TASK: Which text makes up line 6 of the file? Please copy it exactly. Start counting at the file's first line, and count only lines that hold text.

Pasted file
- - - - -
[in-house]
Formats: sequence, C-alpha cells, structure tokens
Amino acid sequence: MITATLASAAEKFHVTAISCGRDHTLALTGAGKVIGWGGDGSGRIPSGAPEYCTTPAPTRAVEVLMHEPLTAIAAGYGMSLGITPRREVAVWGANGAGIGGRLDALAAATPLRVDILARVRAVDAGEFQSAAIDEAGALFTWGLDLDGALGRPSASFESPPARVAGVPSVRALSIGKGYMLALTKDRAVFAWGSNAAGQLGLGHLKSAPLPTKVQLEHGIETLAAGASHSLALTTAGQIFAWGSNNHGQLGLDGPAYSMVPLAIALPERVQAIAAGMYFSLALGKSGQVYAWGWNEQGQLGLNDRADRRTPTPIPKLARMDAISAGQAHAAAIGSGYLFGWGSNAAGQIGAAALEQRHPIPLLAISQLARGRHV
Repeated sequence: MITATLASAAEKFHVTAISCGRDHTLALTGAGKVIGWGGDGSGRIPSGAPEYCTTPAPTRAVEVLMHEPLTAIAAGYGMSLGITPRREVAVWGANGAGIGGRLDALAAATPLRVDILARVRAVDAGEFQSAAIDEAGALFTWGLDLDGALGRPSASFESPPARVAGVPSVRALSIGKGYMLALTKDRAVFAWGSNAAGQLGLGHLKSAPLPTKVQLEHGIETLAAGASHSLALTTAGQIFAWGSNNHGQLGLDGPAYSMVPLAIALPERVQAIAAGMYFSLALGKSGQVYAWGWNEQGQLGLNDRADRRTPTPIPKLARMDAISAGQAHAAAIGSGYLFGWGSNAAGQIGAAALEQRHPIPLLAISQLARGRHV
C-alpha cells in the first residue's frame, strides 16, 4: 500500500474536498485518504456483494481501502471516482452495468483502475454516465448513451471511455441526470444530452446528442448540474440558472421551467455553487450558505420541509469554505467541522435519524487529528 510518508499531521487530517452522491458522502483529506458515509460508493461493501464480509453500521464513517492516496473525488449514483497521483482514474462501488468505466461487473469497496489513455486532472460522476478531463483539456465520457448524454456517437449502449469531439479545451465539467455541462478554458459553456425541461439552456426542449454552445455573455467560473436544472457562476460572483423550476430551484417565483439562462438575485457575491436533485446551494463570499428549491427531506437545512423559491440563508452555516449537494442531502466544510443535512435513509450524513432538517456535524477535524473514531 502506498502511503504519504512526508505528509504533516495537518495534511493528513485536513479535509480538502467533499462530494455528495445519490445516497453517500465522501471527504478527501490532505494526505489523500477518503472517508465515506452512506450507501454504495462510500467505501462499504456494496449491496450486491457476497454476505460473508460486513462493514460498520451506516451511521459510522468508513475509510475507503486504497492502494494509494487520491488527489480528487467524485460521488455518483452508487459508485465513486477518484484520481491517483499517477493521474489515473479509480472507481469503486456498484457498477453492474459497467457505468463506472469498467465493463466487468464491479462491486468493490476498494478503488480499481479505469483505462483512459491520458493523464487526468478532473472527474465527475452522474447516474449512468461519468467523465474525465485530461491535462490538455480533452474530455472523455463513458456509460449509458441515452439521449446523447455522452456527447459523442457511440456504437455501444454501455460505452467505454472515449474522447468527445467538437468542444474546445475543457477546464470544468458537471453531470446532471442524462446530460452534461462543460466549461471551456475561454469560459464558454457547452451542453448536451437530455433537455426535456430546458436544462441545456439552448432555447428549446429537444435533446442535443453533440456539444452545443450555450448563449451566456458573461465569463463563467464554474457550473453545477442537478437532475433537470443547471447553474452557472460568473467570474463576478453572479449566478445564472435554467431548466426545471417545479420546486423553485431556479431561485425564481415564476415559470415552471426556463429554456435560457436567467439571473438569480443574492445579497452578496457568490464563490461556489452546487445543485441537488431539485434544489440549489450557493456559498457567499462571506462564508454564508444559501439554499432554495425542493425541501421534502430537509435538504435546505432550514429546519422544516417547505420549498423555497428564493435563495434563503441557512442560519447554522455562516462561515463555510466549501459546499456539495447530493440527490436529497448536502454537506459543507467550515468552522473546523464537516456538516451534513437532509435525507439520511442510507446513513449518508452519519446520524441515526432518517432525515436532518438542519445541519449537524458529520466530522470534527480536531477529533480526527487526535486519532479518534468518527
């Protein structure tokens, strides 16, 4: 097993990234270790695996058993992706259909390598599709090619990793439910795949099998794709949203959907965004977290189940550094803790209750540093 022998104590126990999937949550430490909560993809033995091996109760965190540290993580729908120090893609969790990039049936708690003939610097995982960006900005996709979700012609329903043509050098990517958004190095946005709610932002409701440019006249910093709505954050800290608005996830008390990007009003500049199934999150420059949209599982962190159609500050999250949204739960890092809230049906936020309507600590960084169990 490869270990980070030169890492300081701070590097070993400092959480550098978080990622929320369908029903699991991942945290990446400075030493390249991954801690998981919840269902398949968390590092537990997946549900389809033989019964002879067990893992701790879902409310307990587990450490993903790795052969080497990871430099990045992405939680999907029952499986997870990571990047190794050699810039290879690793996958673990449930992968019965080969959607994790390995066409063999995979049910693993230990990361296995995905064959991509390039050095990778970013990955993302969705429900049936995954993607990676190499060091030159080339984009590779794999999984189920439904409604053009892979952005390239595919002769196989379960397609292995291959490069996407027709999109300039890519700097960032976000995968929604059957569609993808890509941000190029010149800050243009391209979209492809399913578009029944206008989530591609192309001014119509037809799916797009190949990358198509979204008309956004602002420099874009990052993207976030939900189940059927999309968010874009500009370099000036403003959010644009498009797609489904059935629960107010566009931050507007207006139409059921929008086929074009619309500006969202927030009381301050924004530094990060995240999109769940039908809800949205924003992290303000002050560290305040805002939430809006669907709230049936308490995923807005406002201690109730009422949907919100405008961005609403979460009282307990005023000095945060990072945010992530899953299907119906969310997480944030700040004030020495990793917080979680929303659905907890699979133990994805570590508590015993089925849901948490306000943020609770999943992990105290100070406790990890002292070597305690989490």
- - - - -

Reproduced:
């Protein structure tokens, strides 16, 4: 097993990234270790695996058993992706259909390598599709090619990793439910795949099998794709949203959907965004977290189940550094803790209750540093 022998104590126990999937949550430490909560993809033995091996109760965190540290993580729908120090893609969790990039049936708690003939610097995982960006900005996709979700012609329903043509050098990517958004190095946005709610932002409701440019006249910093709505954050800290608005996830008390990007009003500049199934999150420059949209599982962190159609500050999250949204739960890092809230049906936020309507600590960084169990 490869270990980070030169890492300081701070590097070993400092959480550098978080990622929320369908029903699991991942945290990446400075030493390249991954801690998981919840269902398949968390590092537990997946549900389809033989019964002879067990893992701790879902409310307990587990450490993903790795052969080497990871430099990045992405939680999907029952499986997870990571990047190794050699810039290879690793996958673990449930992968019965080969959607994790390995066409063999995979049910693993230990990361296995995905064959991509390039050095990778970013990955993302969705429900049936995954993607990676190499060091030159080339984009590779794999999984189920439904409604053009892979952005390239595919002769196989379960397609292995291959490069996407027709999109300039890519700097960032976000995968929604059957569609993808890509941000190029010149800050243009391209979209492809399913578009029944206008989530591609192309001014119509037809799916797009190949990358198509979204008309956004602002420099874009990052993207976030939900189940059927999309968010874009500009370099000036403003959010644009498009797609489904059935629960107010566009931050507007207006139409059921929008086929074009619309500006969202927030009381301050924004530094990060995240999109769940039908809800949205924003992290303000002050560290305040805002939430809006669907709230049936308490995923807005406002201690109730009422949907919100405008961005609403979460009282307990005023000095945060990072945010992530899953299907119906969310997480944030700040004030020495990793917080979680929303659905907890699979133990994805570590508590015993089925849901948490306000943020609770999943992990105290100070406790990890002292070597305690989490």